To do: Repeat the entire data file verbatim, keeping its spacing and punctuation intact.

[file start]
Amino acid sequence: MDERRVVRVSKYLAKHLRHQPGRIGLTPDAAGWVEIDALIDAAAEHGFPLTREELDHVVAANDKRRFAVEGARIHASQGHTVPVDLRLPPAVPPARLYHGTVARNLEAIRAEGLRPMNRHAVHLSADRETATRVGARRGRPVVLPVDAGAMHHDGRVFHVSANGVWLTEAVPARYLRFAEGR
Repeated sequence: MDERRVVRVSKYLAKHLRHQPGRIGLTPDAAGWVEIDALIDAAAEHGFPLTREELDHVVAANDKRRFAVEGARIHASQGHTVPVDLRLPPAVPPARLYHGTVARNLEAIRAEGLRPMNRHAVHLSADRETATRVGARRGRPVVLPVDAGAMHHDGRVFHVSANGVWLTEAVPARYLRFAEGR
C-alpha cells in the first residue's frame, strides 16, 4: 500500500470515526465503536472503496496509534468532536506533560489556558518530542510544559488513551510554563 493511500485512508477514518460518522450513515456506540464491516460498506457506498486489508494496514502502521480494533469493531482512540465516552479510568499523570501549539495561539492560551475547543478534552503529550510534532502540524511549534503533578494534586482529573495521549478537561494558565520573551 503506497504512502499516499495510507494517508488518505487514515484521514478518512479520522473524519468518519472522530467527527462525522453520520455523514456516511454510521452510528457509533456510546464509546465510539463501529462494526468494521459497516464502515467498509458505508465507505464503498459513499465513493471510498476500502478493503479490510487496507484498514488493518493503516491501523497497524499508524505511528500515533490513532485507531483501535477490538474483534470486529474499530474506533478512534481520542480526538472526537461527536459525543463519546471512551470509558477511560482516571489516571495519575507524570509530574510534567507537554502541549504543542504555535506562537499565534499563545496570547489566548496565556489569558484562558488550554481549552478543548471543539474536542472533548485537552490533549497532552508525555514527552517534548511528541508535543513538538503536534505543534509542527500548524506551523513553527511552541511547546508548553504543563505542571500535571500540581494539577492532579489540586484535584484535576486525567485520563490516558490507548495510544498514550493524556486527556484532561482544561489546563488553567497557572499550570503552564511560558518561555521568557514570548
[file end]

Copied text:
Amino acid sequence: MDERRVVRVSKYLAKHLRHQPGRIGLTPDAAGWVEIDALIDAAAEHGFPLTREELDHVVAANDKRRFAVEGARIHASQGHTVPVDLRLPPAVPPARLYHGTVARNLEAIRAEGLRPMNRHAVHLSADRETATRVGARRGRPVVLPVDAGAMHHDGRVFHVSANGVWLTEAVPARYLRFAEGR
Repeated sequence: MDERRVVRVSKYLAKHLRHQPGRIGLTPDAAGWVEIDALIDAAAEHGFPLTREELDHVVAANDKRRFAVEGARIHASQGHTVPVDLRLPPAVPPARLYHGTVARNLEAIRAEGLRPMNRHAVHLSADRETATRVGARRGRPVVLPVDAGAMHHDGRVFHVSANGVWLTEAVPARYLRFAEGR
C-alpha cells in the first residue's frame, strides 16, 4: 500500500470515526465503536472503496496509534468532536506533560489556558518530542510544559488513551510554563 493511500485512508477514518460518522450513515456506540464491516460498506457506498486489508494496514502502521480494533469493531482512540465516552479510568499523570501549539495561539492560551475547543478534552503529550510534532502540524511549534503533578494534586482529573495521549478537561494558565520573551 503506497504512502499516499495510507494517508488518505487514515484521514478518512479520522473524519468518519472522530467527527462525522453520520455523514456516511454510521452510528457509533456510546464509546465510539463501529462494526468494521459497516464502515467498509458505508465507505464503498459513499465513493471510498476500502478493503479490510487496507484498514488493518493503516491501523497497524499508524505511528500515533490513532485507531483501535477490538474483534470486529474499530474506533478512534481520542480526538472526537461527536459525543463519546471512551470509558477511560482516571489516571495519575507524570509530574510534567507537554502541549504543542504555535506562537499565534499563545496570547489566548496565556489569558484562558488550554481549552478543548471543539474536542472533548485537552490533549497532552508525555514527552517534548511528541508535543513538538503536534505543534509542527500548524506551523513553527511552541511547546508548553504543563505542571500535571500540581494539577492532579489540586484535584484535576486525567485520563490516558490507548495510544498514550493524556486527556484532561482544561489546563488553567497557572499550570503552564511560558518561555521568557514570548